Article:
|Cited Patent||Filing date||Publication date||Applicant||Title|
|US2554259 *||Jul 29, 1948||May 22, 1951||Standard Oil Dev Co||Oxidized polypropylene and its use as plasticizer|
|US2950267 *||Jun 21, 1957||Aug 23, 1960||Sun Oil Co||Process for blending polypropylene and oxygenated polypropylene|
|US3256365 *||Jun 20, 1956||Jun 14, 1966||Du Pont||Composition comprising polyethylene and oxidation products of polyethylene and articles thereof|
|US3600347 *||Dec 23, 1968||Aug 17, 1971||American Can Co||Hot melt adhesive for polyethylene|
|US3639189 *||Sep 9, 1969||Feb 1, 1972||Allied Chem||Adhesive compositions comprising polyethylene and oxidized polyethylene|
|Citing Patent||Filing date||Publication date||Applicant||Title|
|US4167433 *||Nov 3, 1977||Sep 11, 1979||Gulf Oil Corporation||Adhesive composition and process for bonding|
|US4197227 *||Nov 7, 1977||Apr 8, 1980||Zeliger Harold I||Wear-resistant paint|
|US4222913 *||Nov 16, 1978||Sep 16, 1980||Bemis Company, Inc.||Stretch pallet wrap film materials|
|US4267000 *||Sep 13, 1979||May 12, 1981||Corning Glass Works||Method for masking glass, glass-ceramic and ceramic surfaces|
|US4280939 *||Sep 13, 1979||Jul 28, 1981||Corning Glass Works||Thermoplastic ink composition for decorating glass, glass-ceramic, and ceramic ware|
|US4289669 *||Jul 28, 1980||Sep 15, 1981||Gulf Oil Corporation||Alkali-soluble hot melt adhesive compositions|
|US4292104 *||Sep 13, 1979||Sep 29, 1981||Corning Glass Works||Decalcomania manufacture|
|US4320211 *||Jan 28, 1981||Mar 16, 1982||Gulf Oil Corporation||Hot melt adhesive compositions containing a terpene-urethane resin, ethylene copolymer and alkenyl succinic anhydride|
|US4324871 *||Jan 28, 1981||Apr 13, 1982||Gulf Oil Corporation||Hot melt adhesive compositions containing a terpene-phenolic resin, ethylene copolymer and alkenyl succinic anhydride|
|US4325853 *||Jan 29, 1981||Apr 20, 1982||Gulf Oil Corporation||Hot melt adhesive compositions containing rosin esters|
|US4338414 *||Jan 28, 1981||Jul 6, 1982||Gulf Oil Corporation||Hot melt adhesive compositions containing a polystyrene resin|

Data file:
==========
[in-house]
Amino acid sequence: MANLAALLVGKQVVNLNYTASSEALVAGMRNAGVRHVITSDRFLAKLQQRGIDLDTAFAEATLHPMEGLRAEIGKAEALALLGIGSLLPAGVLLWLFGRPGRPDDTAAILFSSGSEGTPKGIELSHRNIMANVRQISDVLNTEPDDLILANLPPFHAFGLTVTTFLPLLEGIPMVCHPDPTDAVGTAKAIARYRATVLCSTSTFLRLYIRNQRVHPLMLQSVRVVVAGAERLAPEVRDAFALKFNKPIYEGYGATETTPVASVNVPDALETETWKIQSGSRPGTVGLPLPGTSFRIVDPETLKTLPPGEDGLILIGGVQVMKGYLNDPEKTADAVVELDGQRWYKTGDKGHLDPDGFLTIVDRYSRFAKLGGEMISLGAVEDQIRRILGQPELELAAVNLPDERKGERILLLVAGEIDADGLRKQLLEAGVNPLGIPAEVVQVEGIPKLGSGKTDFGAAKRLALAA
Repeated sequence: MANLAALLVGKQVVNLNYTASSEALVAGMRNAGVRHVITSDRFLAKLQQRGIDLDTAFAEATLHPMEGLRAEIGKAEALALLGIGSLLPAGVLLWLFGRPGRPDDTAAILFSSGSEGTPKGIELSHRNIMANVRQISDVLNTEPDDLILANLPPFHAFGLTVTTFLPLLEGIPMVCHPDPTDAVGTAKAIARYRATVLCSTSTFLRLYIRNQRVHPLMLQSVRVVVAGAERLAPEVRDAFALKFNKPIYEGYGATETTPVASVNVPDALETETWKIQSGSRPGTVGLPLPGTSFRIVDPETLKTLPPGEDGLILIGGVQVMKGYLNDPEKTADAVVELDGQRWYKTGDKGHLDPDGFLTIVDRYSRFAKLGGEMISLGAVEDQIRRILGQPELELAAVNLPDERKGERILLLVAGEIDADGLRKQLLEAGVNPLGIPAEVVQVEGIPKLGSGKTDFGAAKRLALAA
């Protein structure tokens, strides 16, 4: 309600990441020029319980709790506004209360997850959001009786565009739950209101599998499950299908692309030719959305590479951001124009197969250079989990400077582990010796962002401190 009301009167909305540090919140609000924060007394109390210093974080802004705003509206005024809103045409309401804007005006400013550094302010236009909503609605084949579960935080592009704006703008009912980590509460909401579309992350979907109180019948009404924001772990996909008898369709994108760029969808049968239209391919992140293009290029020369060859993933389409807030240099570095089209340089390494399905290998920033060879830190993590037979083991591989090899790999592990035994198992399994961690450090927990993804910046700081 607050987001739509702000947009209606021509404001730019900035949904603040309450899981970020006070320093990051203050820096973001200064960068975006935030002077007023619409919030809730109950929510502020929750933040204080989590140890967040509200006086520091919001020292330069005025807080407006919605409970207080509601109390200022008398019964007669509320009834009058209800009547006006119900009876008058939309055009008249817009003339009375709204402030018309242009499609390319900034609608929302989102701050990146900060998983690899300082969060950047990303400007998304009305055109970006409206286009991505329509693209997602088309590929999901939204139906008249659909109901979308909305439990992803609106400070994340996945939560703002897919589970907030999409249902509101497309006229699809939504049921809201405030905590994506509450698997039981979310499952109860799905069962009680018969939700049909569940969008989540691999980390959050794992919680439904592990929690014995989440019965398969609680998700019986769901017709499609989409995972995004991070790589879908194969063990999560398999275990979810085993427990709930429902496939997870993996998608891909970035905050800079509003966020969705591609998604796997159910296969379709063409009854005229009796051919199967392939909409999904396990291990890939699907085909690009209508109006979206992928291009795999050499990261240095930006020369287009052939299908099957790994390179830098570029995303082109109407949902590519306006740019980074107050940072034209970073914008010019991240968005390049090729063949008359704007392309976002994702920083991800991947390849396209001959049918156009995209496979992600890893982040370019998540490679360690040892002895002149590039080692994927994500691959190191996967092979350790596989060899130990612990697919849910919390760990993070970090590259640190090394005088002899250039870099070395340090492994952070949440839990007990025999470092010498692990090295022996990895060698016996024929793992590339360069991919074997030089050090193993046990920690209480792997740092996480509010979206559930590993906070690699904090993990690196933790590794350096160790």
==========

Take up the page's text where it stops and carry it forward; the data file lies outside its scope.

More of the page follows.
|US4338415 *||Jan 28, 1981||Jul 6, 1982||Gulf Oil Corporation||Hot melt adhesive compositions containing an aromatic hydrocarbon resin|
|US4338416 *||Jan 28, 1981||Jul 6, 1982||Gulf Oil Corporation||Hot melt adhesive compositions containing terpene resins|
|US4340687 *||Jan 28, 1981||Jul 20, 1982||Gulf Oil Corporation||Hot melt adhesive compositions containing an alpha-methylstyrene/vinyl toluene copolymer|
|US4352749 *||Feb 17, 1981||Oct 5, 1982||Takeda Chemical Industries, Ltd.||Hot-melt adhesive composition|
|US4359552 *||Aug 10, 1981||Nov 16, 1982||Gulf Oil Corporation||Hot melt adhesive compositions containing an aliphatic hydrocarbon resin|
|US4404299 *||Apr 15, 1982||Sep 13, 1983||Societe Chimique Des Charbonnages-Cdf Chimie||Compositions for the manufacture of hot-melt adhesives|
|US4500661 *||Nov 24, 1980||Feb 19, 1985||Gulf Oil Corporation||Adhesive composition|
|US4571410 *||Feb 7, 1985||Feb 18, 1986||Magic Seal Corporation||Caulking composition|
|US4591531 *||Aug 12, 1982||May 27, 1986||Owens-Corning Fiberglas Corporation||Hot-melt adhesive for thermal insulating articles|
|US4613632 *||Feb 1, 1985||Sep 23, 1986||Exxon Research & Engineering Co.||Ethylene copolymers for hot melt systems|
|US4619848 *||Apr 9, 1984||Oct 28, 1986||W. R. Grace & Co.||Compositions and methods for sealing containers|
|US4629639 *||Dec 23, 1985||Dec 16, 1986||El Paso Products Company||Compositions comprising propylene polymer-E/VA copolymer-polyterpene resin|
|US4629658 *||Jun 6, 1986||Dec 16, 1986||El Paso Products Company||Polyolefin compositions and laminated article|
|US4728683 *||Jun 13, 1986||Mar 1, 1988||Exxon Research & Engineering Co.||Surface dressing of roads|
|US4728688 *||Apr 3, 1985||Mar 1, 1988||Swift Adhesives Limited||Perfect binding|
|US4956224 *||Nov 4, 1986||Sep 11, 1990||Societe Chimique Des Charbonnages S.A.||Articles produced from a laminate and process for their manufacture|